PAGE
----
The Obama campaign's sustained attack on Mitt Romney's Bain Capital record is driving a divide in the Democratic Party, with former Pennsylvania Gov. Ed Rendell becoming the latest Obama ally to criticize it as others double down on the strategy.
All the while, the White House may be encountering a mounting message discipline problem, with both sides of that divide now spouting commentary that's not exactly on the talking points memo.
Democratic South Carolina Rep. James Clyburn, in an attempt to back up the Obama campaign, went so far Tuesday as to claim Bain was "raping" other companies.
"There is something about raping companies and leaving them in debt and setting up Swiss bank accounts and corporations and businesses in the Grand Caymans. I have a real serious problem with that," Clyburn told MSNBC.
The Obama campaign quickly distanced itself from that remark.
"We strongly disagree with Congressman Clyburn's choice of words -- they have no place in this conversation," Obama campaign spokeswoman Lis Smith said, while still urging Romney to "come clean about his record as a corporate buyout specialist."
Clyburn's comments came after President Obama defended the Bain criticism during a Monday press conference on the sidelines of the NATO summit in Chicago.
Yet other business-minded Democrats continue to speak out.
“I think they’re very disappointing,” Rendell said of the Obama campaign ads on Bain, which Romney started and ran before becoming governor of Massachusetts.
Rendell, Pennsylvania governor from 2003 to 2011, said going after Bain is “fair game,” considering Romney has touted his work at the firm as proof he is better-suited than Obama to revive the struggling U.S. economy.
“But I think how you examine it, the tone, what you say, is important as well,” he said in an interview with BuzzFeed.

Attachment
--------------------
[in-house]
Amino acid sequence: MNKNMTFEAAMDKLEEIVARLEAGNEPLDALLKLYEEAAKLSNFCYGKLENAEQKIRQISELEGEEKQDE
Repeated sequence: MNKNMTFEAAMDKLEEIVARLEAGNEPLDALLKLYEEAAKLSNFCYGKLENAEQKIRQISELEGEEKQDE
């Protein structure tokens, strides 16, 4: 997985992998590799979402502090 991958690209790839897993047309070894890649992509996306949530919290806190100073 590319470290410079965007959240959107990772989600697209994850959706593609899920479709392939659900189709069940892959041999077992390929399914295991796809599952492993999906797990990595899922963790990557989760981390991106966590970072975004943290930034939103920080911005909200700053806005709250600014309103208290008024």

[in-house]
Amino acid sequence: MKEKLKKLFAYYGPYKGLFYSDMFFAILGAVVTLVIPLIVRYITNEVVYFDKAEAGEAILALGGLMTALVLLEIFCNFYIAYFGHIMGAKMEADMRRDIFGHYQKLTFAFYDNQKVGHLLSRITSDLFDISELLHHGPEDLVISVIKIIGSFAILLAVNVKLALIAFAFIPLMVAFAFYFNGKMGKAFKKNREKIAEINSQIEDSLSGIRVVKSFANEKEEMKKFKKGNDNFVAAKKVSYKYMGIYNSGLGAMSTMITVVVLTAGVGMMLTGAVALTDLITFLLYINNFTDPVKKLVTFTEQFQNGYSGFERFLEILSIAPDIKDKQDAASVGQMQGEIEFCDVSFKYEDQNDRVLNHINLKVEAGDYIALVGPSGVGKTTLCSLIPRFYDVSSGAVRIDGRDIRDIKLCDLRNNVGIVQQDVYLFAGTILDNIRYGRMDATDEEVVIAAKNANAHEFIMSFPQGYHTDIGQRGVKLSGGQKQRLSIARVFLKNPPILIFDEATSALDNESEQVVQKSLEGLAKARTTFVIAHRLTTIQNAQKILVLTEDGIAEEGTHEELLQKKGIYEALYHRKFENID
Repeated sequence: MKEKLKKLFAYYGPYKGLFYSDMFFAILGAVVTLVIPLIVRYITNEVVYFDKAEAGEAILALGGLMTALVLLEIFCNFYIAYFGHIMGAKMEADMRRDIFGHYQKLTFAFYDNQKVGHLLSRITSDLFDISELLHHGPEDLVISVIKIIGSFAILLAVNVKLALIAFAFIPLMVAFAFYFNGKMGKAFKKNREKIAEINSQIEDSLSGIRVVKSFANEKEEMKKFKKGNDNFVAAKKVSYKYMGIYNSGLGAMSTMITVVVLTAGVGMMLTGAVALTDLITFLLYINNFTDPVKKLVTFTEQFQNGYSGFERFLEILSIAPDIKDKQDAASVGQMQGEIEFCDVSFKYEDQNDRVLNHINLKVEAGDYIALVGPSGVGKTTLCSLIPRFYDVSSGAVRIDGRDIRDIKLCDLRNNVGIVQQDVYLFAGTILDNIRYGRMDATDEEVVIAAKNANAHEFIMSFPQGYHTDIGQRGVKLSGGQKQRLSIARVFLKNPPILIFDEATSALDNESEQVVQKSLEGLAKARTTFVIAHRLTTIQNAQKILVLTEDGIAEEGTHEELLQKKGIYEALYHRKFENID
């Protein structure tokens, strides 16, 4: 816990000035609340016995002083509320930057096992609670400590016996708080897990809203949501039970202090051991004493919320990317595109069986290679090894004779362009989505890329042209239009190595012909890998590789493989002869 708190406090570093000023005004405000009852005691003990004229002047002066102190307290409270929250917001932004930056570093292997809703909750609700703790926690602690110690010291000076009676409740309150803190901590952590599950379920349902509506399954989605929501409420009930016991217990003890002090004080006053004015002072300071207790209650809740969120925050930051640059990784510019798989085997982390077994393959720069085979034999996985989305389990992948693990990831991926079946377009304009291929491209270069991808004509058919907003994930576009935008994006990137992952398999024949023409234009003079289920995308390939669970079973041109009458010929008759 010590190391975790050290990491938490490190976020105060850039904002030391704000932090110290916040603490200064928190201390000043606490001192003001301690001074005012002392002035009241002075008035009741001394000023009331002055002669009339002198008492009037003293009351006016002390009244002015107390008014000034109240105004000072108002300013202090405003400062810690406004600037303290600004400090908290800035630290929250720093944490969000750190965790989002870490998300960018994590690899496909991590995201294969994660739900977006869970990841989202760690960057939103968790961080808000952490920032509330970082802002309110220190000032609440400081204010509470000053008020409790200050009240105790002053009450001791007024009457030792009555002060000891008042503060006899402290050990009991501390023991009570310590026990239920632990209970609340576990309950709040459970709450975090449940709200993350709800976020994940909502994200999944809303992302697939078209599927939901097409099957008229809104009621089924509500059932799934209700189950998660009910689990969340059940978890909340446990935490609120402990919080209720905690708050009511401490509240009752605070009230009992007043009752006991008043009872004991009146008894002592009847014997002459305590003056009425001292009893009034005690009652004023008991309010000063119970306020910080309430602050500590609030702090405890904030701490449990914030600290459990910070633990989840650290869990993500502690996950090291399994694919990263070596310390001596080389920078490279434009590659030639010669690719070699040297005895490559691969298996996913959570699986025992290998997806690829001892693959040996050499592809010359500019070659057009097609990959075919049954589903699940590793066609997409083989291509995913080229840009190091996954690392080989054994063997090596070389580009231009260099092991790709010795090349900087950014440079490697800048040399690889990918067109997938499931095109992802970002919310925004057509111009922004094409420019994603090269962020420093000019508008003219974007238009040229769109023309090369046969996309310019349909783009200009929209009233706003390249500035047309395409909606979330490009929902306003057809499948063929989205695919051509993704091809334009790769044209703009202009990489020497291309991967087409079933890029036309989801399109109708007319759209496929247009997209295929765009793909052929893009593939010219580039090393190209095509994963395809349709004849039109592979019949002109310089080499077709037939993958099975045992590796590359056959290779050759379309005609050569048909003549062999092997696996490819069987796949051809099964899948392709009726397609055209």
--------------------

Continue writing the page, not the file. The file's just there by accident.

The intra-party backlash started Sunday when Newark Mayor Cory Booker criticized the attacks. He and others maintain private-equity firms such as Bain Capital are essential in providing cash to help businesses grow and create more jobs in the down economy -- though, as Romney has said, there were failures along the way.
There's also the underlying concern that attacking a key player in reviving the U.S. economy and a deep-pocketed campaign contributor might not be the best political strategy.
On Tuesday, Virginia Democratic Sen. Mark Warner, who made a fortune as a venture capitalist before becoming a politician, delivered a similar, nuanced message.
“I think Bain Capital was a very successful business,” he said on MSNBC. “They got a good return for investors. That is what they are supposed to do.”
However, Warner argued the jobs of president and investor each have different “skill sets” and “time horizons” -- with an elected official responsible for long-term solutions compared to short-term profits.
On Monday, former Democratic Tennessee Rep. Harold Ford said he agreed with the “substance” of Booker’s comments.
The comments were accompanied by those of financier and former Obama economic adviser Steve Rattner, who said Bain Capital “need not be embarrassed” about its record. The comments were later strung together for a Romney web video that highlighted the internal Democratic dissension over the Bain talking points.
Still, the Obama team, which released a new Bain video Monday, is trying to bring the party back in line. Booker released a web video after his Sunday interview walking back his remarks. He said Romney, the presumptive GOP presidential candidate, has touted himself as a jobs creator and encouraged the Obama campaign to examine that record and discuss it.
Obama kept up the message drumbeat Tuesday, tweeting out: "POTUS on why Romney economics matters: As president, 'Your job is to figure out how everybody has a fair shot.'"